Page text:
January 17, 2012 by Gabe | [mmd] |

James Hague has an interesting article about the technology of Spellcheckers (by way of Jonathan Christopher). It’s a nice insight.

I remember my first word processor with popup suggestions. It was a shareware application I bought on a 5 & 1/4 floppy from a bin of shareware at a swap-meet in Orange County. Being a young student, I loved the feature. As I typed, the application would popup suggestions for words. It seemed like magic. My memory may be fuzzy, but my recollection is that it was not just word completion. It somehow knew what words I used most commonly and suggested similar words. In a way it was like iOS autocorrect.

The 2012 version of me is skeptical that an application that fit on a 512K disk had that good of an algorithm for word suggestion.[1] If it did, then the 1984 version of me is disappointed with the future of spellchecking technology. I rarely pay attention to spellcheckers now because I tend to use technical language that is poorly handled by spellcheckers.[2]

Autocorrect is both the best and worst part of typing on iOS. It’s great for emails but terrible for technical pieces. Autocorrect on the Mac is even worse.[3] I have a license lying around somewhere for Spell Catcher X, which I used for about a year. The dictionary was more easily customized but after a year of training it, it was not worth updating. It still incorrectly flagged words and the suggestions didn’t fit my writing.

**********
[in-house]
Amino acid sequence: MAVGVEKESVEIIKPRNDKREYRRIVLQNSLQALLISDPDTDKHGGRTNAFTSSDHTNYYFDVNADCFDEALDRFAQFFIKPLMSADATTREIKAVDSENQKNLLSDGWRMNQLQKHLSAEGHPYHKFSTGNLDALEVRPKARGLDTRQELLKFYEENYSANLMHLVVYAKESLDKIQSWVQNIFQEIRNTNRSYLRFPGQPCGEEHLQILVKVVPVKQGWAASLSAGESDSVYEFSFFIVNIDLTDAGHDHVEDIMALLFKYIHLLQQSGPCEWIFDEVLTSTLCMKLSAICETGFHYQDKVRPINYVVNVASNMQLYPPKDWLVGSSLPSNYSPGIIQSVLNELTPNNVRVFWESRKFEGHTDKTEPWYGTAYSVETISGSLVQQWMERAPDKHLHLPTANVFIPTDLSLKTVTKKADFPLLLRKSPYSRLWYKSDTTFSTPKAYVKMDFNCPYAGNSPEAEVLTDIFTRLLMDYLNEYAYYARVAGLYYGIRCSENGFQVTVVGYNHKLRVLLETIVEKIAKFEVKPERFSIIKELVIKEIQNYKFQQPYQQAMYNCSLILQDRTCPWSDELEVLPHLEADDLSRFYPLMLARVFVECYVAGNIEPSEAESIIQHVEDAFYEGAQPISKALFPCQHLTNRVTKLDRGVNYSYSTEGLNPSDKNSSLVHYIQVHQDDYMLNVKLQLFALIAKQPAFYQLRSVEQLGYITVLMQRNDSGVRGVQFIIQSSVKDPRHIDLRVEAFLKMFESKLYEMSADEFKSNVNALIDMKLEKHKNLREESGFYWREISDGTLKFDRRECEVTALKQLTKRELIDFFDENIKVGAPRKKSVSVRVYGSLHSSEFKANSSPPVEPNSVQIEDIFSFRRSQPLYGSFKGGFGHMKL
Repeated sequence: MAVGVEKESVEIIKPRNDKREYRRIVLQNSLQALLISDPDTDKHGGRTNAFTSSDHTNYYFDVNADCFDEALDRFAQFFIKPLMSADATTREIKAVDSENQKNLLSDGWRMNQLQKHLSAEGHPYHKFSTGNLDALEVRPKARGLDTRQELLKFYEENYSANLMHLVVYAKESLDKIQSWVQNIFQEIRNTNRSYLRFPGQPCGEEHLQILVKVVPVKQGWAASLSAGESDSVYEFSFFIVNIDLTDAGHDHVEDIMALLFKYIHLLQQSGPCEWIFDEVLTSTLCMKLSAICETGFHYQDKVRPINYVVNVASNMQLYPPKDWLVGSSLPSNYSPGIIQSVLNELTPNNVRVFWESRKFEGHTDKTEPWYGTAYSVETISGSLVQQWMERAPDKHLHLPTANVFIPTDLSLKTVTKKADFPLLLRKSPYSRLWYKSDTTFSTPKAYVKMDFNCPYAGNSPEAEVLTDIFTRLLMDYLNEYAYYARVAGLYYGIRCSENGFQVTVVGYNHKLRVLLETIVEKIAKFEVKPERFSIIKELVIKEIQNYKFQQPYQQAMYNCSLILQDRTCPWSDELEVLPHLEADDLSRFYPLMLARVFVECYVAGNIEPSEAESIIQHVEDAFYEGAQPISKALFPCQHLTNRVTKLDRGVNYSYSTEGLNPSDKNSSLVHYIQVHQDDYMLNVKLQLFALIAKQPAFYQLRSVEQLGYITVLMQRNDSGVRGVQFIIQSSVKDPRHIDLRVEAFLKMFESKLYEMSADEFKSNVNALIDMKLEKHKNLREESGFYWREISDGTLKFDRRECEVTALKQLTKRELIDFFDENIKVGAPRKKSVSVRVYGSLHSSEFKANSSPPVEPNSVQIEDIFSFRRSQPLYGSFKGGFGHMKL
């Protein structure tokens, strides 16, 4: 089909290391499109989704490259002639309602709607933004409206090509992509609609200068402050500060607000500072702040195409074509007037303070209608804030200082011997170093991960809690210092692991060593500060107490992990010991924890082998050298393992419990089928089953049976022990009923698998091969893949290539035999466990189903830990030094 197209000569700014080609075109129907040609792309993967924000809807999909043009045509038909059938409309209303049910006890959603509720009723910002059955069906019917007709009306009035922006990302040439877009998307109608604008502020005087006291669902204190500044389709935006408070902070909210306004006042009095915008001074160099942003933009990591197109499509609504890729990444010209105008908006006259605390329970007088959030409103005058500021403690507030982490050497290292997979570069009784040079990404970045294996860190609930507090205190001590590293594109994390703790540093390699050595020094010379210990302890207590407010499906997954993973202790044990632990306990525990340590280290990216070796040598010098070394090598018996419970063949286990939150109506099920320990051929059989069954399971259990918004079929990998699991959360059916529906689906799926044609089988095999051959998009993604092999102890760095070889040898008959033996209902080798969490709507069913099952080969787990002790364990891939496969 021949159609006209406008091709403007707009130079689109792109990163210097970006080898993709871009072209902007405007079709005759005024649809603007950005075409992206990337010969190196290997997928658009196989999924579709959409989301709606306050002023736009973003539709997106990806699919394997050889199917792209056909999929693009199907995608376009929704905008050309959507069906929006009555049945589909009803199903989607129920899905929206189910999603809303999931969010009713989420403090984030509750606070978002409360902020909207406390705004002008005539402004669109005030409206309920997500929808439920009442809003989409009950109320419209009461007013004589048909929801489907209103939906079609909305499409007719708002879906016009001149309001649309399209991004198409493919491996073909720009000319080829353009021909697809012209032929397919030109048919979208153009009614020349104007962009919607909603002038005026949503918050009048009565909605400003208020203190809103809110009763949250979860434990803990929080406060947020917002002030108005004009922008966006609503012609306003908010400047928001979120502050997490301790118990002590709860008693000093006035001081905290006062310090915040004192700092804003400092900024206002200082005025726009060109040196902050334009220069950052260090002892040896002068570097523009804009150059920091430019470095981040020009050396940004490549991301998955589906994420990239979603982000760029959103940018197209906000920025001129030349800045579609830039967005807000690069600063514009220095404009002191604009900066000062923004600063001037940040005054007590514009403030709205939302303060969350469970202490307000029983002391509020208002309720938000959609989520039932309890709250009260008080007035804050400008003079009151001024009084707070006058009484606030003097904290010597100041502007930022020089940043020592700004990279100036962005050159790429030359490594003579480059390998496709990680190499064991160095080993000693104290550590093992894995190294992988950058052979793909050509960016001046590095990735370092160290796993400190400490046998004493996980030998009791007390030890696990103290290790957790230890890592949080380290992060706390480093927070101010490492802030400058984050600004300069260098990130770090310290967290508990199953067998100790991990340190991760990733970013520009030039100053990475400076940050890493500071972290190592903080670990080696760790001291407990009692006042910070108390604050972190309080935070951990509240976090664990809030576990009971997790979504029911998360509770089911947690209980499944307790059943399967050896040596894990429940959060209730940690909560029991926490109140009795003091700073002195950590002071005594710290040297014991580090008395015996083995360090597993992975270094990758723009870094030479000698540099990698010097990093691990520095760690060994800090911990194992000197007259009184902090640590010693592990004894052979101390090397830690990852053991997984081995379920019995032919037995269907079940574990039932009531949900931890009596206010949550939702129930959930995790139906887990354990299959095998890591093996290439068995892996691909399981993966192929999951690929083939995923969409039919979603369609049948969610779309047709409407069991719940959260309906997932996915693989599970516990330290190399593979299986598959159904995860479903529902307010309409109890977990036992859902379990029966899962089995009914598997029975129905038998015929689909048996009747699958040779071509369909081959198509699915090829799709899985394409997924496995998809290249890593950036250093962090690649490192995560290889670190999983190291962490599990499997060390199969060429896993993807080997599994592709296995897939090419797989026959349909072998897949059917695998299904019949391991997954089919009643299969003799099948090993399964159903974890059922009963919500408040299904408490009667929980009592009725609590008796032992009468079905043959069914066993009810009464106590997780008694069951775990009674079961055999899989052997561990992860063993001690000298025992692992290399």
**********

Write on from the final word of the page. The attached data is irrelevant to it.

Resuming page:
Just a few minutes ago, I caught a piece by Eddie Smith on Practically Efficient about this same problem. He reminds me that I also rely on my TextExpander tweaks. In particular, I find hyphenated words a total pain. There’s little rhyme or reason to the hyphenations now. Rather than try to convince myself there is an accepted standard, I just populate TextExpander with an ever-growing list of hyphenations.

Maybe I take spell checkers for granted now, but spelling is not the biggest problem for me now. It’s style.

  1. In fact it’s very likely that disk contained several other programs. Many of those disks were little grab bags of fun. I never knew what I would get. This was also before every PC needed anti-virus.  ↩
  2. I do really like my custom checker on BBEdit. It checks for my personal weaknesses not just spelling.  ↩
  3. I’ve left BBEdit’s auto-suggest on for the time being. But it’s starting to annoy me.  ↩
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